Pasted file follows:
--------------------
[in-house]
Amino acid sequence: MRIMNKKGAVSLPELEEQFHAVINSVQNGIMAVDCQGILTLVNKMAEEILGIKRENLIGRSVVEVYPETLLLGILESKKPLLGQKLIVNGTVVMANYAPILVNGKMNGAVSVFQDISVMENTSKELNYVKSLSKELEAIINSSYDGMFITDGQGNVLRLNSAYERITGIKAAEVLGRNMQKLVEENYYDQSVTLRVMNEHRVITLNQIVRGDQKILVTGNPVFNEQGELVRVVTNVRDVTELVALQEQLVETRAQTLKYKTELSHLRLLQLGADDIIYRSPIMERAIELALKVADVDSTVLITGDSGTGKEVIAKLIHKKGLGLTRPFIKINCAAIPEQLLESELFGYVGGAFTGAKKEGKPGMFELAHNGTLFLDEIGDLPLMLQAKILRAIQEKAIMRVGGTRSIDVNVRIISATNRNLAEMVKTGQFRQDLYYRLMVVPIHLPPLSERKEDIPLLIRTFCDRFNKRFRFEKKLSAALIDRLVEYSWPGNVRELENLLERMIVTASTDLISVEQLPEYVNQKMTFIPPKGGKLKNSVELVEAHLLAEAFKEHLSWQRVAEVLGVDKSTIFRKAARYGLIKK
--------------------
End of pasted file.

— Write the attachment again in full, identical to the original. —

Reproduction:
[in-house]
Amino acid sequence: MRIMNKKGAVSLPELEEQFHAVINSVQNGIMAVDCQGILTLVNKMAEEILGIKRENLIGRSVVEVYPETLLLGILESKKPLLGQKLIVNGTVVMANYAPILVNGKMNGAVSVFQDISVMENTSKELNYVKSLSKELEAIINSSYDGMFITDGQGNVLRLNSAYERITGIKAAEVLGRNMQKLVEENYYDQSVTLRVMNEHRVITLNQIVRGDQKILVTGNPVFNEQGELVRVVTNVRDVTELVALQEQLVETRAQTLKYKTELSHLRLLQLGADDIIYRSPIMERAIELALKVADVDSTVLITGDSGTGKEVIAKLIHKKGLGLTRPFIKINCAAIPEQLLESELFGYVGGAFTGAKKEGKPGMFELAHNGTLFLDEIGDLPLMLQAKILRAIQEKAIMRVGGTRSIDVNVRIISATNRNLAEMVKTGQFRQDLYYRLMVVPIHLPPLSERKEDIPLLIRTFCDRFNKRFRFEKKLSAALIDRLVEYSWPGNVRELENLLERMIVTASTDLISVEQLPEYVNQKMTFIPPKGGKLKNSVELVEAHLLAEAFKEHLSWQRVAEVLGVDKSTIFRKAARYGLIKK